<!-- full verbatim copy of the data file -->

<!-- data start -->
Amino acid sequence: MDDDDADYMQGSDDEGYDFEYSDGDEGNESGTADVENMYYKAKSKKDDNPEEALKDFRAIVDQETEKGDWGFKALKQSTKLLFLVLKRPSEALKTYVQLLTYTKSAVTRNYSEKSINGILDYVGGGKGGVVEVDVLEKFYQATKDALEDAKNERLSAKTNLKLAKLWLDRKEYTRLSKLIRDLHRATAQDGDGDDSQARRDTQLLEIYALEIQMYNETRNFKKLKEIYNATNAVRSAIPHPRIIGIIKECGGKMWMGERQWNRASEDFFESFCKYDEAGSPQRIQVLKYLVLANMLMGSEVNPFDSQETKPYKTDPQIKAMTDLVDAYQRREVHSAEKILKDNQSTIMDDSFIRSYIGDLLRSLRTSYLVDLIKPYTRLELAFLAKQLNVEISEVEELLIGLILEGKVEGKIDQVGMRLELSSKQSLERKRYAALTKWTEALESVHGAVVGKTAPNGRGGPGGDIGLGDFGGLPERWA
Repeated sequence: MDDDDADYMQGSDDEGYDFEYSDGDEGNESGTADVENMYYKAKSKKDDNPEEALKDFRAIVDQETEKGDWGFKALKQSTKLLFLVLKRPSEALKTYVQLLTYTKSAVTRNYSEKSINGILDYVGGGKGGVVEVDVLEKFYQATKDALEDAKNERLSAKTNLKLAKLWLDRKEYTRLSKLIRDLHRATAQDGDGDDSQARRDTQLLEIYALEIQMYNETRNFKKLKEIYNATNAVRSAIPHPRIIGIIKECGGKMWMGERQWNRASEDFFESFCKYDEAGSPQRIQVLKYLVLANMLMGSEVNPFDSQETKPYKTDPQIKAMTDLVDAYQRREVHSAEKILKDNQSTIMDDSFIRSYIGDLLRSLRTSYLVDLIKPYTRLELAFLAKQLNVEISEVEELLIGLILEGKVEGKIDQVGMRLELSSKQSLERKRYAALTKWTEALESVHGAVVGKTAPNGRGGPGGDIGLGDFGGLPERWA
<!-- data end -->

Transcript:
Amino acid sequence: MDDDDADYMQGSDDEGYDFEYSDGDEGNESGTADVENMYYKAKSKKDDNPEEALKDFRAIVDQETEKGDWGFKALKQSTKLLFLVLKRPSEALKTYVQLLTYTKSAVTRNYSEKSINGILDYVGGGKGGVVEVDVLEKFYQATKDALEDAKNERLSAKTNLKLAKLWLDRKEYTRLSKLIRDLHRATAQDGDGDDSQARRDTQLLEIYALEIQMYNETRNFKKLKEIYNATNAVRSAIPHPRIIGIIKECGGKMWMGERQWNRASEDFFESFCKYDEAGSPQRIQVLKYLVLANMLMGSEVNPFDSQETKPYKTDPQIKAMTDLVDAYQRREVHSAEKILKDNQSTIMDDSFIRSYIGDLLRSLRTSYLVDLIKPYTRLELAFLAKQLNVEISEVEELLIGLILEGKVEGKIDQVGMRLELSSKQSLERKRYAALTKWTEALESVHGAVVGKTAPNGRGGPGGDIGLGDFGGLPERWA
Repeated sequence: MDDDDADYMQGSDDEGYDFEYSDGDEGNESGTADVENMYYKAKSKKDDNPEEALKDFRAIVDQETEKGDWGFKALKQSTKLLFLVLKRPSEALKTYVQLLTYTKSAVTRNYSEKSINGILDYVGGGKGGVVEVDVLEKFYQATKDALEDAKNERLSAKTNLKLAKLWLDRKEYTRLSKLIRDLHRATAQDGDGDDSQARRDTQLLEIYALEIQMYNETRNFKKLKEIYNATNAVRSAIPHPRIIGIIKECGGKMWMGERQWNRASEDFFESFCKYDEAGSPQRIQVLKYLVLANMLMGSEVNPFDSQETKPYKTDPQIKAMTDLVDAYQRREVHSAEKILKDNQSTIMDDSFIRSYIGDLLRSLRTSYLVDLIKPYTRLELAFLAKQLNVEISEVEELLIGLILEGKVEGKIDQVGMRLELSSKQSLERKRYAALTKWTEALESVHGAVVGKTAPNGRGGPGGDIGLGDFGGLPERWA